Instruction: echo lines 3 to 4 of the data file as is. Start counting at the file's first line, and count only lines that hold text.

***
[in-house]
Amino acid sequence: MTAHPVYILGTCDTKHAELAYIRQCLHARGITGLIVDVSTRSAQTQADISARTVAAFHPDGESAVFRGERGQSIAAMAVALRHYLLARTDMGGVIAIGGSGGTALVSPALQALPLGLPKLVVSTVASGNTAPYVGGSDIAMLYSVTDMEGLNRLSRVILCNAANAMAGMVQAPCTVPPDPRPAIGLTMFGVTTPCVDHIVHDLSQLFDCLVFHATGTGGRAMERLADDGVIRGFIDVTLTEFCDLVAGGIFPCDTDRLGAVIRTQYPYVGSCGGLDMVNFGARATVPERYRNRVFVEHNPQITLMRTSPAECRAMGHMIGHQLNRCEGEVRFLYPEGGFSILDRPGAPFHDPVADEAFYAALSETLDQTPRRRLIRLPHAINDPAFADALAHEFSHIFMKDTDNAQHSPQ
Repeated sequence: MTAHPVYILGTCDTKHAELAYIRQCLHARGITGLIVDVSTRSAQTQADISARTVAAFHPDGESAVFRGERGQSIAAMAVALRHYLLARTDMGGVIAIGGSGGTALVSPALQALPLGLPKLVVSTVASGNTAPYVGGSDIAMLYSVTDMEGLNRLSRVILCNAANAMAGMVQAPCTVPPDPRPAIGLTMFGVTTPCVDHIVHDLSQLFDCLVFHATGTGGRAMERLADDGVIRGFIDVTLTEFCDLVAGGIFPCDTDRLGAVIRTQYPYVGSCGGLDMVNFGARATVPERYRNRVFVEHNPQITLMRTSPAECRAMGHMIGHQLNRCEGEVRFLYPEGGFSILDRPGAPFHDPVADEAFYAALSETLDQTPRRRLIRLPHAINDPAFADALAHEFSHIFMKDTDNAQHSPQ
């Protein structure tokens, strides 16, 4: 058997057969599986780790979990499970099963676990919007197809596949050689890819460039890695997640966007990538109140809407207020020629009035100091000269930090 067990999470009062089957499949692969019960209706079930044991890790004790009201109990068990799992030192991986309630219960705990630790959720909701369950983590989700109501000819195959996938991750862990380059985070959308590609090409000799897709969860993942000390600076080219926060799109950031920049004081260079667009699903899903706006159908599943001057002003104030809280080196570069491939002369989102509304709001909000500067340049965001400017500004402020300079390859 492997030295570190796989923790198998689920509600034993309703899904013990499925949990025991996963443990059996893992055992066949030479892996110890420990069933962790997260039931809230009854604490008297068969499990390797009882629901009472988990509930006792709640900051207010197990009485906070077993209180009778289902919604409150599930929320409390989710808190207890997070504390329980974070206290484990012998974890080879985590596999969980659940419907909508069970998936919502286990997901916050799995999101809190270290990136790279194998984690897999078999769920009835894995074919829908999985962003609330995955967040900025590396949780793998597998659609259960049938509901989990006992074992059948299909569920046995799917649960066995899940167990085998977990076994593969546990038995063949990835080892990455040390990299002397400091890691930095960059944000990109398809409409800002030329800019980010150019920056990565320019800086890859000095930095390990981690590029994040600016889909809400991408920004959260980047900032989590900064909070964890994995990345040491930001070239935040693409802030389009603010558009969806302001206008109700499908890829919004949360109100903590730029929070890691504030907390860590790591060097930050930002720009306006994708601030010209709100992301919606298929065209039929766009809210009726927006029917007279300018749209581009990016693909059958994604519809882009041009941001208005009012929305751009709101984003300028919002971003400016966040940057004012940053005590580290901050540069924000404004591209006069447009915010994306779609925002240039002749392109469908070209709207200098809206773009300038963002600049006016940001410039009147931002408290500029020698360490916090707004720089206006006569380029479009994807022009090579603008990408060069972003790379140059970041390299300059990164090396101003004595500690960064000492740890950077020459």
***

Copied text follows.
Repeated sequence: MTAHPVYILGTCDTKHAELAYIRQCLHARGITGLIVDVSTRSAQTQADISARTVAAFHPDGESAVFRGERGQSIAAMAVALRHYLLARTDMGGVIAIGGSGGTALVSPALQALPLGLPKLVVSTVASGNTAPYVGGSDIAMLYSVTDMEGLNRLSRVILCNAANAMAGMVQAPCTVPPDPRPAIGLTMFGVTTPCVDHIVHDLSQLFDCLVFHATGTGGRAMERLADDGVIRGFIDVTLTEFCDLVAGGIFPCDTDRLGAVIRTQYPYVGSCGGLDMVNFGARATVPERYRNRVFVEHNPQITLMRTSPAECRAMGHMIGHQLNRCEGEVRFLYPEGGFSILDRPGAPFHDPVADEAFYAALSETLDQTPRRRLIRLPHAINDPAFADALAHEFSHIFMKDTDNAQHSPQ
């Protein structure tokens, strides 16, 4: 058997057969599986780790979990499970099963676990919007197809596949050689890819460039890695997640966007990538109140809407207020020629009035100091000269930090 067990999470009062089957499949692969019960209706079930044991890790004790009201109990068990799992030192991986309630219960705990630790959720909701369950983590989700109501000819195959996938991750862990380059985070959308590609090409000799897709969860993942000390600076080219926060799109950031920049004081260079667009699903899903706006159908599943001057002003104030809280080196570069491939002369989102509304709001909000500067340049965001400017500004402020300079390859 492997030295570190796989923790198998689920509600034993309703899904013990499925949990025991996963443990059996893992055992066949030479892996110890420990069933962790997260039931809230009854604490008297068969499990390797009882629901009472988990509930006792709640900051207010197990009485906070077993209180009778289902919604409150599930929320409390989710808190207890997070504390329980974070206290484990012998974890080879985590596999969980659940419907909508069970998936919502286990997901916050799995999101809190270290990136790279194998984690897999078999769920009835894995074919829908999985962003609330995955967040900025590396949780793998597998659609259960049938509901989990006992074992059948299909569920046995799917649960066995899940167990085998977990076994593969546990038995063949990835080892990455040390990299002397400091890691930095960059944000990109398809409409800002030329800019980010150019920056990565320019800086890859000095930095390990981690590029994040600016889909809400991408920004959260980047900032989590900064909070964890994995990345040491930001070239935040693409802030389009603010558009969806302001206008109700499908890829919004949360109100903590730029929070890691504030907390860590790591060097930050930002720009306006994708601030010209709100992301919606298929065209039929766009809210009726927006029917007279300018749209581009990016693909059958994604519809882009041009941001208005009012929305751009709101984003300028919002971003400016966040940057004012940053005590580290901050540069924000404004591209006069447009915010994306779609925002240039002749392109469908070209709207200098809206773009300038963002600049006016940001410039009147931002408290500029020698360490916090707004720089206006006569380029479009994807022009090579603008990408060069972003790379140059970041390299300059990164090396101003004595500690960064000492740890950077020459």